- #1

SilverSoldier

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- Homework Statement
- Suppose we have a simple pendulum, let's say with mass ##m##, attached to a massless string of length ##l##, on an ##xy## coordinate plane as indicated in the diagram below. I want to model the motion of this pendulum over time.

- Relevant Equations
- ##\tau=I\alpha##

Centripetal force = ##\dfrac{mv^2}{r}##

Potential energy = ##mgh##

Kinetic energy = ##\dfrac{1}{2}mv^2##

Conservation of energy

Suppose we displace the pendulum bob ##A## an angle ##\theta_0## initially, and let go.

This is equivalent to giving it an initial horizontal displacement of ##X## and an initial vertical displacement of ##Y##. Let ##Y## initially be a negative number, and ##X## initially be positive.

I observe that in this initial state, it has some potential energy ##mg(l+Y)## with respect to point ##B##. This energy must be conserved.

Next, we look at some such general position as ##A'## of the pendulum bob, where its horizontal and vertical displacements are ##x## and ##y## respectively (##y<0##), as shown below. Let us suppose it has a net velocity ##v## at this instant. Let ##\theta## be the angle it forms with the vertical, and consider this angle to be negative.

Here, the bob would have lesser potential energy, and the difference, will have converted into its kinetic energy. So we have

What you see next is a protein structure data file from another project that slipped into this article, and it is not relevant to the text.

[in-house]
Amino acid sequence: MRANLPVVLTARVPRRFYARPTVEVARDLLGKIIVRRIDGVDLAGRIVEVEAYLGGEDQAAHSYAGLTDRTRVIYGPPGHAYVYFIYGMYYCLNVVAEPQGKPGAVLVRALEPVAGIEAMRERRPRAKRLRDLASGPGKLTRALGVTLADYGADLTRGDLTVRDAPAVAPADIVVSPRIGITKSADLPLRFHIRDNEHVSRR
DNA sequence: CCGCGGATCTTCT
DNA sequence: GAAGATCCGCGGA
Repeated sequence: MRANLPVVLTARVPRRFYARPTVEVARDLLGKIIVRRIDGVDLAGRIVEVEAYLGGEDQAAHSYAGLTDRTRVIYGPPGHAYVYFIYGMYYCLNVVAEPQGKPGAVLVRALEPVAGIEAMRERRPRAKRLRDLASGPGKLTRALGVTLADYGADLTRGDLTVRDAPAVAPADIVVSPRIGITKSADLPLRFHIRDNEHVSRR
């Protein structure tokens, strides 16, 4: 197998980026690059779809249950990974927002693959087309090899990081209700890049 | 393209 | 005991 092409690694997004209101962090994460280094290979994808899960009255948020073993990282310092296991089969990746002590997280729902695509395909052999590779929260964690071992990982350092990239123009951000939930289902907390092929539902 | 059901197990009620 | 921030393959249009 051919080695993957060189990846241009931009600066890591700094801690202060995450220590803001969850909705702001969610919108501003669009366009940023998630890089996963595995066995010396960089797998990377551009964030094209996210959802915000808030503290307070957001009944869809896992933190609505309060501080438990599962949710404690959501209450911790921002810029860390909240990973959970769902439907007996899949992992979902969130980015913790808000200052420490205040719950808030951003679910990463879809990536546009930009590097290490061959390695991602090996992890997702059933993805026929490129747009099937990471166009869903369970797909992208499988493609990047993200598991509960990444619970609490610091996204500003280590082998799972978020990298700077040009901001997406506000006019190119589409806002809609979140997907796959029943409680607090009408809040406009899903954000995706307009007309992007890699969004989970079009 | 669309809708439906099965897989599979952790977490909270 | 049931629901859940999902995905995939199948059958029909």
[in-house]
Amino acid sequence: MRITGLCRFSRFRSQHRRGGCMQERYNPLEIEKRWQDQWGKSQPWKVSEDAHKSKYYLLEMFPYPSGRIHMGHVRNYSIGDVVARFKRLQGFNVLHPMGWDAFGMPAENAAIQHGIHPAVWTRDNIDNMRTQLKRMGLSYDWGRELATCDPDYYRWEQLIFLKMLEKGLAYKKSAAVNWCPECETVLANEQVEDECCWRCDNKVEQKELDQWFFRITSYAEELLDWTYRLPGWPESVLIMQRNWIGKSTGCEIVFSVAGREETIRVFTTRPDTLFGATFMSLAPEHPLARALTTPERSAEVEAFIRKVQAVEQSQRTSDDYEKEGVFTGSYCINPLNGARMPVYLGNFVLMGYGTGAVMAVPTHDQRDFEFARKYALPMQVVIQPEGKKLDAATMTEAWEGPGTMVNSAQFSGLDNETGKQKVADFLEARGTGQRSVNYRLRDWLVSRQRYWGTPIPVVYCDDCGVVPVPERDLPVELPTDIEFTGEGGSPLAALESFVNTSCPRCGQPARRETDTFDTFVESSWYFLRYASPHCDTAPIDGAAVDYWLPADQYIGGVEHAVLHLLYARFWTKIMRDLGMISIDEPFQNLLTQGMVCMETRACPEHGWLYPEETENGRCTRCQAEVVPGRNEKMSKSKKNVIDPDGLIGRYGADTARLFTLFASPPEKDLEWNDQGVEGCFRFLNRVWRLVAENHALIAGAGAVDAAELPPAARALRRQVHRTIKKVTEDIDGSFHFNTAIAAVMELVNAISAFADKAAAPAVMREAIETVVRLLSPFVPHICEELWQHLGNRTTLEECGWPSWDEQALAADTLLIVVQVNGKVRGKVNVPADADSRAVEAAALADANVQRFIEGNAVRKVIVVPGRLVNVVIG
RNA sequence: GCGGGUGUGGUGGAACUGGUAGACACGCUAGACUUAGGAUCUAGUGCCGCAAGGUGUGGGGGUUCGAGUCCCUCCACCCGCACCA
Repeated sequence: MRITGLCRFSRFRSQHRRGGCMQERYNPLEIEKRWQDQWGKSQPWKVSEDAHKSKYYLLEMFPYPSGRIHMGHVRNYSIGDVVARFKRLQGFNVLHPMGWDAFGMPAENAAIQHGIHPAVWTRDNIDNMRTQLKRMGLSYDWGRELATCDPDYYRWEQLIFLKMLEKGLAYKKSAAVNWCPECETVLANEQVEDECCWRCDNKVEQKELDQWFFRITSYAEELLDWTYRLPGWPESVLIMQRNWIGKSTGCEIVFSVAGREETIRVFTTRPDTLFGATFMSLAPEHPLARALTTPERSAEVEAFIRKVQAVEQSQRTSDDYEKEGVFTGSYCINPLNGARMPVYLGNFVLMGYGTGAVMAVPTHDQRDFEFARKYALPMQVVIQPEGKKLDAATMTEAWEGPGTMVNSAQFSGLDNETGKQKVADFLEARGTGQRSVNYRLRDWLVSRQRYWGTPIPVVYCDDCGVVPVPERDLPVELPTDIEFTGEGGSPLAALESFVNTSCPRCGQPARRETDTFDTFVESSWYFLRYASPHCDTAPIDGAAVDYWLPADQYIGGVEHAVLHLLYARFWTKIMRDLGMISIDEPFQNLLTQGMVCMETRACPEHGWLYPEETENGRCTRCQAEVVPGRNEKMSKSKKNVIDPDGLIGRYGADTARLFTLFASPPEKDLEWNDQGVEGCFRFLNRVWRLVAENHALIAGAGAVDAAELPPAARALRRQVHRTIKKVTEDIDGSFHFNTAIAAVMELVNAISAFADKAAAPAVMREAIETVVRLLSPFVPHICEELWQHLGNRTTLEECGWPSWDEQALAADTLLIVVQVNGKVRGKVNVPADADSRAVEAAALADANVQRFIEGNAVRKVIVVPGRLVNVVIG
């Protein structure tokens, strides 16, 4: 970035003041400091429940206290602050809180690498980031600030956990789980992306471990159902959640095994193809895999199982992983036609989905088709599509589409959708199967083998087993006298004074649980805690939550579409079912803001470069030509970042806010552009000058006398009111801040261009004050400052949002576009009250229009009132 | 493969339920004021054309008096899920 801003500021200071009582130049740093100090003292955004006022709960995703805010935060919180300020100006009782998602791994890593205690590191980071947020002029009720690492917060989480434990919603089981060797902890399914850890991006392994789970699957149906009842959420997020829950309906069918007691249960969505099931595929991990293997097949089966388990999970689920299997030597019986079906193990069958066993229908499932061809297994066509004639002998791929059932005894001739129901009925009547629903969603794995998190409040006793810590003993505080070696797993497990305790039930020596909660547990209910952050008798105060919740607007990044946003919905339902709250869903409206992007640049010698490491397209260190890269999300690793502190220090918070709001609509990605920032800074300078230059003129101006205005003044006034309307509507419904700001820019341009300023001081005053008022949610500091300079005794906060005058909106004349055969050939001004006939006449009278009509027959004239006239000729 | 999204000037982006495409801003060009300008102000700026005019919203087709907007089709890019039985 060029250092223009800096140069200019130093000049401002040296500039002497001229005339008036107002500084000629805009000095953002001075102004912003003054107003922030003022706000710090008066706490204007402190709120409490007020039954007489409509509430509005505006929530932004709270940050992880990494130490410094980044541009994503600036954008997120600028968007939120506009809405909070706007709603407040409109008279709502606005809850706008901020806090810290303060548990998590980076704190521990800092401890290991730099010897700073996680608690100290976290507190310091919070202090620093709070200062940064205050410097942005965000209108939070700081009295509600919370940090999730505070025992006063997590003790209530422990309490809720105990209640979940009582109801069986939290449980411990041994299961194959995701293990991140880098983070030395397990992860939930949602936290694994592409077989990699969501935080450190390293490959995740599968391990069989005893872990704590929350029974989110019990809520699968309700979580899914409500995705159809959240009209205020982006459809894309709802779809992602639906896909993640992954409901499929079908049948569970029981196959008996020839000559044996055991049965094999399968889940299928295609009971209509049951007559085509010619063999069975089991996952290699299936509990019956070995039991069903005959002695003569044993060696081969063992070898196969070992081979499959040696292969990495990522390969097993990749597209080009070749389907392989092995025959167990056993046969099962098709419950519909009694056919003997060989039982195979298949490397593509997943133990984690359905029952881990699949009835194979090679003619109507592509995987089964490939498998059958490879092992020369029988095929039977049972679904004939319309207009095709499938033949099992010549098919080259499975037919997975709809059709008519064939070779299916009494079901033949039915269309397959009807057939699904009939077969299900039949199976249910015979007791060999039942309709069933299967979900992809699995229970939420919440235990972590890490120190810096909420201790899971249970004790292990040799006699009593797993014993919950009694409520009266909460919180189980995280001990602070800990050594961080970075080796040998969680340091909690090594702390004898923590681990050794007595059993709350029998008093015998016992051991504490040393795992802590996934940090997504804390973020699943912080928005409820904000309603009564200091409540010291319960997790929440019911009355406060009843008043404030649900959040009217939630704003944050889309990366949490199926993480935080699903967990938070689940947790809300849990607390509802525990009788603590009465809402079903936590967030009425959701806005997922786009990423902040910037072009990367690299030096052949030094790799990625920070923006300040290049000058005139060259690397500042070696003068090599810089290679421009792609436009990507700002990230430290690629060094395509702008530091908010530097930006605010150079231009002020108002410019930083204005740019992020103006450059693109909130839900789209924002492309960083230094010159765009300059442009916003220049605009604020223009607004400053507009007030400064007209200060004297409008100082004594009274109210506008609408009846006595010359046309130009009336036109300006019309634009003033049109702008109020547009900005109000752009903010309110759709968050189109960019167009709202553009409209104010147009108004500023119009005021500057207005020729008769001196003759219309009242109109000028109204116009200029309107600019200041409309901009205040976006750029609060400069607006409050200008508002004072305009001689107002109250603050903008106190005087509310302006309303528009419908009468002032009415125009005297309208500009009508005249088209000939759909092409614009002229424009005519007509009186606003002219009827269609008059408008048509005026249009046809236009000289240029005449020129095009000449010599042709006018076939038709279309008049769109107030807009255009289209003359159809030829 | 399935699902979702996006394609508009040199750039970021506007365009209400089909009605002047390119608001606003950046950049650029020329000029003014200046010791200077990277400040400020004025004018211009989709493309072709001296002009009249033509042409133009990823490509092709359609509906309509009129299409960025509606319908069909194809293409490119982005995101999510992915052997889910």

$$

\begin{align*}

mg(l+Y)&=mg(l+y)+\dfrac{1}{2}mv^2\\

v^2&=2g(Y-y).

\end{align*}

$$

Now this pendulum is also undergoing non-uniform circular motion, so there must be a centripetal force directed towards the center to keep it going in the circle. This force must be provided by the tension force ##T## and the component of the weight force along the string. Therefore,

$$

\begin{align*}

T-mg\cos\theta&=\dfrac{mv^2}{l}\\

T&=mg\cos\theta+\dfrac{mv^2}{l}.

\end{align*}

$$

We know ##v^2## from the Principle of Conservation of Energy, so

$$

T=mg\cos\theta+\dfrac{2mg(Y-y)}{l}.

$$

Now, we resolve the forces on the pendulum bob vertically and horizontally, and use Newton's Second Law to find the accelerations in these directions. If the net horizontal acceleration in the right direction is ##a_x##, and net vertical force in the upward direction is ##a_y##, we have

$$

\begin{align*}

a_x&=\dfrac{T\sin\theta}{m}\\

a_x&=g\cos\theta\sin\theta+\dfrac{2g\sin\theta (Y-y)}{l},

\end{align*}

$$

and

$$

\begin{align*}

a_y&=\dfrac{T\cos\theta-mg}{m}\\

a_y&=g\cos^2\theta+\dfrac{2g\cos\theta (Y-y)}{l}-g\\

&=\dfrac{2g\cos\theta (Y-y)}{l}-g\sin^2\theta.

\end{align*}

$$

We can also say that ##\sin\theta=\dfrac{x}{l}## and ##\cos\theta=-\dfrac{y}{l}##.

The net horizontal and vertical accelerations ##a_x## and ##a_y## that the object experiences, in terms of its position ##(x,y)## are therefore

$$

a_x=\dfrac{gx}{l^2}\left(2Y-3y\right)

$$

and

$$

a_y=-\dfrac{g}{l^2}\left(x^2+2y(Y-y)\right).

$$

Is this correct?